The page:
Ratcliffe College

Working in the language department was fun. The major part of my job was to assist in the German lessons with Peter, who not only showed much enthusiasm for German beer, obviously, but also for the German language and his job as a teacher. The classes were microscopic, compared to the standards at German schools. While I teach up to 32 students now, the largest group at Ratcliffe consisted of 14 students only in Year 10, and only 10 pupils in Year 11. With two boys in Year 12 and five girls in Year 13, I spent half an hour with each of them once a week, mainly to further their speaking skills, but also to assist with any other problems they encountered. While assisting in class was easy, because Peter did a fantastic job at getting the students engaged with his enthusiasm, teaching Years 12 and 13 was more of a challenge. The boys were quite advanced, and they enjoyed our lessons a lot, the girls on the other hand didn’t enjoy them quite as much.

 

Yet, after six months of experience of teaching English at a German school, I must say that the difficulties with regards to language teaching in Germany and England are pretty much alike. Getting teenagers to speak a foreign language is a tough nut to crack and grammar certainly is a problem of its own kind. Yet, the small groups and, in all honesty, the almost non-existent disciplinary issues in England made the job much easier. You have more time to support and correct individual mistakes, answer questions, and to provide spiritual guidance as well. The highlights, however, were the exchange trips to Koblenz with the German group and, because of a shortage on male staff, I was asked to join the French group on their trip to Nice and Monaco the week before Easter. Getting to know your students in a more casual setting is fantastic, which also became clear when I worked in boarding.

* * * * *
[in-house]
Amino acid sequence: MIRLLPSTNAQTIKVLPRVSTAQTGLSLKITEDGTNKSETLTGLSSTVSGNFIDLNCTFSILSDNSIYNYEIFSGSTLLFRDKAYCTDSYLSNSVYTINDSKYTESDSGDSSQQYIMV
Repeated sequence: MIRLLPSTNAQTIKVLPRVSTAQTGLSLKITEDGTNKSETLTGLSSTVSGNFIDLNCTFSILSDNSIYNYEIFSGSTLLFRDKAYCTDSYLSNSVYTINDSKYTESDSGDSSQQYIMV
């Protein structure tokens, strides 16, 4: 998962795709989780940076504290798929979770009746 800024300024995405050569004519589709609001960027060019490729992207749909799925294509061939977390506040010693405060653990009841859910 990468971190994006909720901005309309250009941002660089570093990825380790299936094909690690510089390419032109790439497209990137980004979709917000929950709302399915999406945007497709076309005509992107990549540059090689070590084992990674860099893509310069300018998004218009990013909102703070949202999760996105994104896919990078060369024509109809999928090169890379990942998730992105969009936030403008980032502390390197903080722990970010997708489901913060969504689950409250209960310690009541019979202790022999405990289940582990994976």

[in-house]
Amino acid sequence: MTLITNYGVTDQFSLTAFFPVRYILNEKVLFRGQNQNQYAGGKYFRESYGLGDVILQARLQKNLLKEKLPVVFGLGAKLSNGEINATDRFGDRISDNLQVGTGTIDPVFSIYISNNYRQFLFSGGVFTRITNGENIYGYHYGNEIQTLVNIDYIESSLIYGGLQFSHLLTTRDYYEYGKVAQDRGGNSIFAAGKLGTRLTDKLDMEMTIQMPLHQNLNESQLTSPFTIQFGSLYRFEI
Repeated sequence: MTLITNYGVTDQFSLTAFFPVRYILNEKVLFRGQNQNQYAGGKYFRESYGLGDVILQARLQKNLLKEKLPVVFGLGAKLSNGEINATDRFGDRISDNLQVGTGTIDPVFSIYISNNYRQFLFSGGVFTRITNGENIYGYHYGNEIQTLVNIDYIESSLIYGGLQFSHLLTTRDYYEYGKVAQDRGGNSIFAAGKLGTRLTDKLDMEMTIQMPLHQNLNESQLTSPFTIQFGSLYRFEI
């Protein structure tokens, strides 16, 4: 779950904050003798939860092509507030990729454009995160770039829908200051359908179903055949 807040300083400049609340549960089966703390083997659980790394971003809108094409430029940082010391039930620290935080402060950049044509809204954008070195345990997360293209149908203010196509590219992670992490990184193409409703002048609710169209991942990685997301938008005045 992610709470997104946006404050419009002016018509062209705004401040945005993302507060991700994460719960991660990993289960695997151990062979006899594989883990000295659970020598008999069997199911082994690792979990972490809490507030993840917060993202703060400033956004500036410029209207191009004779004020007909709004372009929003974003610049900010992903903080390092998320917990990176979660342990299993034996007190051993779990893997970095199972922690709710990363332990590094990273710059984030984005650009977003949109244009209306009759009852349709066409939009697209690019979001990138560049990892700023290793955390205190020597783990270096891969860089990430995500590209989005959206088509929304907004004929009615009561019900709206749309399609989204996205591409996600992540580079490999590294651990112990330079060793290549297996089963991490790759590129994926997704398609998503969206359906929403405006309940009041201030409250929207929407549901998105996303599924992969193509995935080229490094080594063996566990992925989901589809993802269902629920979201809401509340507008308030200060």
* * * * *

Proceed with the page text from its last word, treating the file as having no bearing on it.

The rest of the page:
British Education

Part of the post I had at Ratcliffe was to work in Boys’ Boarding in addition to the job in the language department. Since Ratcliffe is a Catholic school, Boys’ and Girls’ Boarding are separated not only by location but also by staff. While in terms of education we had to ensure the students used their study periods well, the aspect of spiritual guidance was the most important. Living together with about 120 people is a massive challenge at times. Especially because the students are from a multitude of countries such as China, Thailand, Spain and Scotland. Even more so, however, because Ratcliffe College is a 30-minute walk from the next village, there is little chance to get off site for a while. Yet, the relationship you establish with the kids over time is more rewarding than anything else and to this day I miss all the staff and the children alike.